Nature 443, 961-964 (26 October 2006) | doi:10.1038/nature05224; Received 29 June 2006; Accepted 25 August 2006

Evidence for superfluidity of ultracold fermions in an optical lattice

J. K. Chin1, D. E. Miller1, Y. Liu1, C. Stan1,2, W. Setiawan1, C. Sanner1, K. Xu1 & W. Ketterle1

  1. Department of Physics, MIT-Harvard Center for Ultracold Atoms, and Research Laboratory of Electronics, Massachusetts Institute of Technology, Cambridge, Massachusetts 02139, USA
  2. Present address: Department of Chemistry and Chemical Biology, Harvard University, Cambridge, Massachusetts 02138, USA.

Correspondence to: J. K. Chin1 Correspondence and requests for materials should be addressed to J.K.C. (Email: jitkee@mit.edu).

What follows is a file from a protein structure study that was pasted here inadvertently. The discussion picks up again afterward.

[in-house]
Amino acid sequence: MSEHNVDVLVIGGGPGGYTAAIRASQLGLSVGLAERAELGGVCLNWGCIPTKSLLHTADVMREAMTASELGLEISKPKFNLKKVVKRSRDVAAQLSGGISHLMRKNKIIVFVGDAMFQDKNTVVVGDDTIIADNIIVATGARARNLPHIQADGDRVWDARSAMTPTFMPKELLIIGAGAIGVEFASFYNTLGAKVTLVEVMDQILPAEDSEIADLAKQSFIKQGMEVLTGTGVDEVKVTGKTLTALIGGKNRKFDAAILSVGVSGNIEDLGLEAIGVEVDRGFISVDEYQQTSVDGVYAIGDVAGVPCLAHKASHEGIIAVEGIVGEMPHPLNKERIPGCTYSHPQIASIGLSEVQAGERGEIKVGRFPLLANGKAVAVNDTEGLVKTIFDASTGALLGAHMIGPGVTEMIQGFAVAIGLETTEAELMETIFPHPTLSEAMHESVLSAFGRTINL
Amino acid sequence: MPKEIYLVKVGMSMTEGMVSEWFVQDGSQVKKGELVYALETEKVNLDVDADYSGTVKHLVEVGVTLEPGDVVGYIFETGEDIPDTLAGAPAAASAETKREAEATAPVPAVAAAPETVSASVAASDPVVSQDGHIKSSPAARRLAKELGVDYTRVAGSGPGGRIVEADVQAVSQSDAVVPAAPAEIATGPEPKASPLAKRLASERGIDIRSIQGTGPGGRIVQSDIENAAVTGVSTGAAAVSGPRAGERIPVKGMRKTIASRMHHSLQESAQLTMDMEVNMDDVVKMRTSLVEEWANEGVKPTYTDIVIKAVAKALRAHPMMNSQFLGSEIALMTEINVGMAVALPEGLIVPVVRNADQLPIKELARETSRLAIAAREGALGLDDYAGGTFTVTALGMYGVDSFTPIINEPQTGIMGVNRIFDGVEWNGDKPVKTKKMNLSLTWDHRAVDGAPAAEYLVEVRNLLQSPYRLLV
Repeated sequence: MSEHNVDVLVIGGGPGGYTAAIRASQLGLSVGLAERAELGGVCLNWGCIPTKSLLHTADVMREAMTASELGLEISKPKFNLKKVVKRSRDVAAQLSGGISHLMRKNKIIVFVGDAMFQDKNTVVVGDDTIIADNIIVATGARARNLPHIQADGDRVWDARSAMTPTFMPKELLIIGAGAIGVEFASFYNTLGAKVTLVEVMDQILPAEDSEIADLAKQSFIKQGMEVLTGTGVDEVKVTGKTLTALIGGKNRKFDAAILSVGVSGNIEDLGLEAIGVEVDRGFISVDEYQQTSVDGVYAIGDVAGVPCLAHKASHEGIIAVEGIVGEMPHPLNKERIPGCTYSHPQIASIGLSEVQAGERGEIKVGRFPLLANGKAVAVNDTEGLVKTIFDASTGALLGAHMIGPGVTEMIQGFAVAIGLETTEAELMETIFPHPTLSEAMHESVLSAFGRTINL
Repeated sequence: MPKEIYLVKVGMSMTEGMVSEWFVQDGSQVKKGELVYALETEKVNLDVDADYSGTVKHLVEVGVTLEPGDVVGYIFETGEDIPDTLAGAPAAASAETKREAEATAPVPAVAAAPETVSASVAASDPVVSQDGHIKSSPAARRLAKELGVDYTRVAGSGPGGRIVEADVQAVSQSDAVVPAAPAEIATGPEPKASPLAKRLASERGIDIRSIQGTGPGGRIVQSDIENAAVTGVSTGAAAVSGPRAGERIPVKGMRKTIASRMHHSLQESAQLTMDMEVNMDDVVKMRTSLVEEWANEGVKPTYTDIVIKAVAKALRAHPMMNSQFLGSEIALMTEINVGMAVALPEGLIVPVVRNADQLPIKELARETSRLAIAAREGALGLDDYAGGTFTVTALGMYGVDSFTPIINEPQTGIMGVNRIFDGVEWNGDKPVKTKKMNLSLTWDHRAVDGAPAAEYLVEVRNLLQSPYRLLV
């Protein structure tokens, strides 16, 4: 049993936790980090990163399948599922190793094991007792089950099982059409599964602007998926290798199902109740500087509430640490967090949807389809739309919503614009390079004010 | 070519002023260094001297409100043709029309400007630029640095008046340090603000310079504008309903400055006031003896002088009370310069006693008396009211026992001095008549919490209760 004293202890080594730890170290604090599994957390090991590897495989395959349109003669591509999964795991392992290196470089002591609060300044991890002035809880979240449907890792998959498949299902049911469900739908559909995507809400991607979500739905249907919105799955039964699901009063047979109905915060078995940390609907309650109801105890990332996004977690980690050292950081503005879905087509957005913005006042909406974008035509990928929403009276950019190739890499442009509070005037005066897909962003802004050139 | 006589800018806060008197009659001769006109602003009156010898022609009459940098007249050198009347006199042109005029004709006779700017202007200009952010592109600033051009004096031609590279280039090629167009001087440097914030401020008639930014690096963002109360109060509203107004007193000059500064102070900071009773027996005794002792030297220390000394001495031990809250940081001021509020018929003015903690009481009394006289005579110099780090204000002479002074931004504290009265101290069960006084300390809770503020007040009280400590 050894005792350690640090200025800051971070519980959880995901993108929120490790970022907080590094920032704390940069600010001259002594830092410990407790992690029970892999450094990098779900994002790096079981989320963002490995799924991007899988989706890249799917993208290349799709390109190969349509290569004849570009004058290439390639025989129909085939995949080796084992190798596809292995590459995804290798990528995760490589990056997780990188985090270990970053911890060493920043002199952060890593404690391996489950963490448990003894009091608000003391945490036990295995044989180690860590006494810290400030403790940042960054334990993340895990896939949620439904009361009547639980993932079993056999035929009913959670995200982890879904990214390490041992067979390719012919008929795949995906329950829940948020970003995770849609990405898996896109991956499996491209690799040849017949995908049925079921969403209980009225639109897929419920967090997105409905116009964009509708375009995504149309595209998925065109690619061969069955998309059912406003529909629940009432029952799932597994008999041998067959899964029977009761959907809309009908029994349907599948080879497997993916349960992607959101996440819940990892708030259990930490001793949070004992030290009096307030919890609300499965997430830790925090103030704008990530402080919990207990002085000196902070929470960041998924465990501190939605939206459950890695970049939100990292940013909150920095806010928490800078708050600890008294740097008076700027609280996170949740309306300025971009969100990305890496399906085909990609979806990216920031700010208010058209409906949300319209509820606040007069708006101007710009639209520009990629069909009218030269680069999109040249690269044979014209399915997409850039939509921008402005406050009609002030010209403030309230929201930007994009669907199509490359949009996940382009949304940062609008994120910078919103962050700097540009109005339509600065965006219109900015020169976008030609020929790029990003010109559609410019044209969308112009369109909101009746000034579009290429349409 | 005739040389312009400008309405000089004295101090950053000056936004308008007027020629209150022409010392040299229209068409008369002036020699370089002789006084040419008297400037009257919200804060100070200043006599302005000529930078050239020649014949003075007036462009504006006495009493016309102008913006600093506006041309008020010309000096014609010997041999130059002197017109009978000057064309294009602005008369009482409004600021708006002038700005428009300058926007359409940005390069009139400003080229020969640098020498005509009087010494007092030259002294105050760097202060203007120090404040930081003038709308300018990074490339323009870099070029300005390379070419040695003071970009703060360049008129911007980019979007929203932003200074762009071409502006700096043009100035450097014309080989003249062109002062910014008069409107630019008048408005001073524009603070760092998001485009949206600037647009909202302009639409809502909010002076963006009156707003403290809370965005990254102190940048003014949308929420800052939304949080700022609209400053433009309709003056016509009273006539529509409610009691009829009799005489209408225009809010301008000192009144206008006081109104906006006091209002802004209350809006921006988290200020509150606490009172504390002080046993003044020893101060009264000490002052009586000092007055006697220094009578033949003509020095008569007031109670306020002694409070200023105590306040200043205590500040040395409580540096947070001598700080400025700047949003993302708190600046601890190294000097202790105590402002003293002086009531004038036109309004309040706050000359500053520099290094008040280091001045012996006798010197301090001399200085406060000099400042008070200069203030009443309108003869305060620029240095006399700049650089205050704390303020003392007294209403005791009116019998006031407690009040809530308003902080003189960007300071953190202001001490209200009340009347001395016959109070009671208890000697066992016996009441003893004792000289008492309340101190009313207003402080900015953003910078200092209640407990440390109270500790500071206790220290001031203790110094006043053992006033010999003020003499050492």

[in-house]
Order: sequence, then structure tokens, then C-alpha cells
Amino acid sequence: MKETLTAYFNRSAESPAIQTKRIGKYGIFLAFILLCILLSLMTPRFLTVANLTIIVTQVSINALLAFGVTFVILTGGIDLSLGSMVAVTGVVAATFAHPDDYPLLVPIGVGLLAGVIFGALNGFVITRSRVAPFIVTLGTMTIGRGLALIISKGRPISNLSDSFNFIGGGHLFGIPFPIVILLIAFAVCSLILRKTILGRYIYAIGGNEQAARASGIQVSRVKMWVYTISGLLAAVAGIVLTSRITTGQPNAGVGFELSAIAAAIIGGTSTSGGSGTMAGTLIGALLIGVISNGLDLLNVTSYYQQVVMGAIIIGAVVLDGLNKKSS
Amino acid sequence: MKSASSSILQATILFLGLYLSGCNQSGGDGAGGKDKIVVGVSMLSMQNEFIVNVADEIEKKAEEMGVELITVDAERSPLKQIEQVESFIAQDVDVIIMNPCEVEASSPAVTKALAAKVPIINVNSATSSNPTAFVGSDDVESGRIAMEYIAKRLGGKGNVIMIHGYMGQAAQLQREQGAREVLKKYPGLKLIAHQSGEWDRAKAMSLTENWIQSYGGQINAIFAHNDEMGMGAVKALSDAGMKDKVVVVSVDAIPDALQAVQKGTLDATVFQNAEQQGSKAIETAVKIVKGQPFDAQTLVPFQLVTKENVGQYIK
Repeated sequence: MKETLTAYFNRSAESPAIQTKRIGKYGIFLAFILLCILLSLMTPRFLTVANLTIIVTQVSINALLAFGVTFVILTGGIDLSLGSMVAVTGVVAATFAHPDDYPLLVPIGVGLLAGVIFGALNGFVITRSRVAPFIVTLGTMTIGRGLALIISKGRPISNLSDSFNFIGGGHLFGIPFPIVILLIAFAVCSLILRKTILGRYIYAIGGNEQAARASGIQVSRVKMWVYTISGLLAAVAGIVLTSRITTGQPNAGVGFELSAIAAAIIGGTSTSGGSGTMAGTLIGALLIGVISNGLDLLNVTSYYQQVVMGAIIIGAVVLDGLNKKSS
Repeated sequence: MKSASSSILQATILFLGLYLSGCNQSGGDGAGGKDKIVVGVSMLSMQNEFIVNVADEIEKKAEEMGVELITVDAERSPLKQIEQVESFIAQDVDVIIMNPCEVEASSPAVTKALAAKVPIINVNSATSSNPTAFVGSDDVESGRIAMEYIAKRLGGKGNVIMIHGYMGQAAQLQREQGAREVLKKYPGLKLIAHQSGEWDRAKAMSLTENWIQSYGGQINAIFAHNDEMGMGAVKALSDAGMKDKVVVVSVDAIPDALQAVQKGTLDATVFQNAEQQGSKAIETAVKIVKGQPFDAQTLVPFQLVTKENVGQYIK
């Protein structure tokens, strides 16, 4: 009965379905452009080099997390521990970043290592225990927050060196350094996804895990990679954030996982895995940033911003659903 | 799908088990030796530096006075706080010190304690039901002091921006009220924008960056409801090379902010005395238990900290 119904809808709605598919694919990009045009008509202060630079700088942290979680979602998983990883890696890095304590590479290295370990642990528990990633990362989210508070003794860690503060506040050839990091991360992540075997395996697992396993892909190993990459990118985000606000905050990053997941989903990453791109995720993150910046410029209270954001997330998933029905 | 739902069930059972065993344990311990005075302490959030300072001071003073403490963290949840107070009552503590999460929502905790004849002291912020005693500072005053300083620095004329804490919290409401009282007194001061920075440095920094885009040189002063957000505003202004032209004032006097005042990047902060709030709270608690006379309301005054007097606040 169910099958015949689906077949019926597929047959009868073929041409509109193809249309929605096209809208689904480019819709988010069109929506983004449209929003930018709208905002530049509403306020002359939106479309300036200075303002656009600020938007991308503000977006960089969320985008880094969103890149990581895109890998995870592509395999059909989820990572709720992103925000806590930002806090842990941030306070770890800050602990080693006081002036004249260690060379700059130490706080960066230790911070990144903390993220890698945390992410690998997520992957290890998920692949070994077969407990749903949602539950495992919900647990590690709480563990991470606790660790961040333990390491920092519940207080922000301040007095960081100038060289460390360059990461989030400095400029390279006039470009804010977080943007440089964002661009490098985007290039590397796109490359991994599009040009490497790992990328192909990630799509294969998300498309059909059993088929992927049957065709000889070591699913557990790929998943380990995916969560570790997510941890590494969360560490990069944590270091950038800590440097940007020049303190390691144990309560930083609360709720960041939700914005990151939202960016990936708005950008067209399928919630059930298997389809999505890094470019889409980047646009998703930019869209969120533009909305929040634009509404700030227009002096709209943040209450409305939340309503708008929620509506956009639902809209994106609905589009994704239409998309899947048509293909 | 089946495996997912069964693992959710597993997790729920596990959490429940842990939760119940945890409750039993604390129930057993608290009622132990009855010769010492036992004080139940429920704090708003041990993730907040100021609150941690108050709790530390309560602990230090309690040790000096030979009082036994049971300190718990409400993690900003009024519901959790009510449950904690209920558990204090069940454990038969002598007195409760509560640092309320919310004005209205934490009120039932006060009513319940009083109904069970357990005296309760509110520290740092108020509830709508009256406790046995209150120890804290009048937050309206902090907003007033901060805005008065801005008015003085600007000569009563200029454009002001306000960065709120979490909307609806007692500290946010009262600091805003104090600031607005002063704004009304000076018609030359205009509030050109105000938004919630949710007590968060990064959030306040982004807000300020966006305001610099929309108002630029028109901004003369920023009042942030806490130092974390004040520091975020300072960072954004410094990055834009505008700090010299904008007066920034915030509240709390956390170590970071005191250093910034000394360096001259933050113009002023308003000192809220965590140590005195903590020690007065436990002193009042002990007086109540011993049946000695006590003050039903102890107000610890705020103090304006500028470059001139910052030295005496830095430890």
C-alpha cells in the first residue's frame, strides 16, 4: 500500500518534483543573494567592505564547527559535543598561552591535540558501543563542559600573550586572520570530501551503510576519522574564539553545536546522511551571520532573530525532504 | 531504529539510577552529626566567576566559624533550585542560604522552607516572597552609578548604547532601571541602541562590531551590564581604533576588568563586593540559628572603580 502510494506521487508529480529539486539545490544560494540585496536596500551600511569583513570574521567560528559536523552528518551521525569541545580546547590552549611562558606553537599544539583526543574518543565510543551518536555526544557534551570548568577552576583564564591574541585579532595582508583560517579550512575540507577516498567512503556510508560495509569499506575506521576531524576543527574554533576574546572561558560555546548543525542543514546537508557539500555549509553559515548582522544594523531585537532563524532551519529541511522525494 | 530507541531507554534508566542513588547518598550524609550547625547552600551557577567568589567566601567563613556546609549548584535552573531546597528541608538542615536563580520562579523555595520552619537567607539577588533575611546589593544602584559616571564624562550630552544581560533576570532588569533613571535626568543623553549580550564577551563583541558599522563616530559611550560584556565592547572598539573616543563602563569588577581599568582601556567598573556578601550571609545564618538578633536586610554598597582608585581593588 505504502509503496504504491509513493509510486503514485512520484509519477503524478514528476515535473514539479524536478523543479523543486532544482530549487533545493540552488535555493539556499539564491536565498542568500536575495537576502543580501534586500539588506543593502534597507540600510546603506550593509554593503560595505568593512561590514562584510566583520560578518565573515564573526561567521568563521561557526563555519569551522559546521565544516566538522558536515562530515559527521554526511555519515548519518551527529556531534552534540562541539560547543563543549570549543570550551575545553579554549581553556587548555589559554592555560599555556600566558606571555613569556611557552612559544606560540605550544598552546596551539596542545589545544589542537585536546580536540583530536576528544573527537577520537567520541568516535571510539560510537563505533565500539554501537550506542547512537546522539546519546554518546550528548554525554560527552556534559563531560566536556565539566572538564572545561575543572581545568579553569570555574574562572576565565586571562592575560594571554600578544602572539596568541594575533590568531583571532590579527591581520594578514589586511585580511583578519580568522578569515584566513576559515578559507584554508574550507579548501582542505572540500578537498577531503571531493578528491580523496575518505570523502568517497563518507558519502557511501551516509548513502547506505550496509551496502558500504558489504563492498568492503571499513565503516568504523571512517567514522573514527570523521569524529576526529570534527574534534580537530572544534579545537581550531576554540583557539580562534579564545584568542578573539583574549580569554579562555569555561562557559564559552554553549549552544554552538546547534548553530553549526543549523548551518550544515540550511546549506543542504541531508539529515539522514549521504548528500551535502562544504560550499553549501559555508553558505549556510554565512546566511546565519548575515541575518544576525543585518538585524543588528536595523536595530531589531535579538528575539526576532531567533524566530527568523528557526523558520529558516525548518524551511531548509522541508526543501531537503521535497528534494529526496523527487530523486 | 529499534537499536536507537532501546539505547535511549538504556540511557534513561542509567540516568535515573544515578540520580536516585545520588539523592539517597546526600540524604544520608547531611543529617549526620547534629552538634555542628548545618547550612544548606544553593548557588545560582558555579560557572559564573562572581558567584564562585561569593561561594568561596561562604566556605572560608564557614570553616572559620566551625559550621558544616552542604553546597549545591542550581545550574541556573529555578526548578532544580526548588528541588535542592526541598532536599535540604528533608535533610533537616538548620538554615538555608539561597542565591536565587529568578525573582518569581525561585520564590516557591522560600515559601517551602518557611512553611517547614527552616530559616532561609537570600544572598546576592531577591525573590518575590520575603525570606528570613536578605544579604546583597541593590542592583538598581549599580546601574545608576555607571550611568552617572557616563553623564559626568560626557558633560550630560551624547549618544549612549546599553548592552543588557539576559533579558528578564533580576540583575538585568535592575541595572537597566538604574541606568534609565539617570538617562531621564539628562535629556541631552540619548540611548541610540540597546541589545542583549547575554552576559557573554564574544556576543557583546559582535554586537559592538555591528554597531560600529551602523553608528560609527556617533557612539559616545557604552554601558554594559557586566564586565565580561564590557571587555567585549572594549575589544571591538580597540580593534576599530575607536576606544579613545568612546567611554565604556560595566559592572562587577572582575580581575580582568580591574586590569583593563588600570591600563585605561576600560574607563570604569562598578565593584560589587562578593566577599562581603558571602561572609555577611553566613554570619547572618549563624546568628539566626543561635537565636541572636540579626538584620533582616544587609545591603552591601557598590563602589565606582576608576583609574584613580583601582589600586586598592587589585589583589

The study of superfluid fermion pairs in a periodic potential has important ramifications for understanding superconductivity in crystalline materials. By using cold atomic gases, various models of condensed matter can be studied in a highly controllable environment. Weakly repulsive fermions in an optical lattice could undergo d-wave pairing1 at low temperatures, a possible mechanism for high temperature superconductivity in the copper oxides2. The lattice potential could also strongly increase the critical temperature for s-wave superfluidity. Recent experimental advances in bulk atomic gases include the observation of fermion-pair condensates and high-temperature superfluidity3, 4, 5, 6, 7, 8. Experiments with fermions9, 10, 11 and bosonic bound pairs12, 13 in optical lattices have been reported but have not yet addressed superfluid behaviour. Here we report the observation of distinct interference peaks when a condensate of fermionic atom pairs is released from an optical lattice, implying long-range order (a property of a superfluid). Conceptually, this means that s-wave pairing and coherence of fermion pairs have now been established in a lattice potential, in which the transport of atoms occurs by quantum mechanical tunnelling and not by simple propagation. These observations were made for interactions on both sides of a Feshbach resonance. For larger lattice depths, the coherence was lost in a reversible manner, possibly as a result of a transition from superfluid to insulator. Such strongly interacting fermions in an optical lattice can be used to study a new class of hamiltonians with interband and atom|[ndash]|molecule couplings14.


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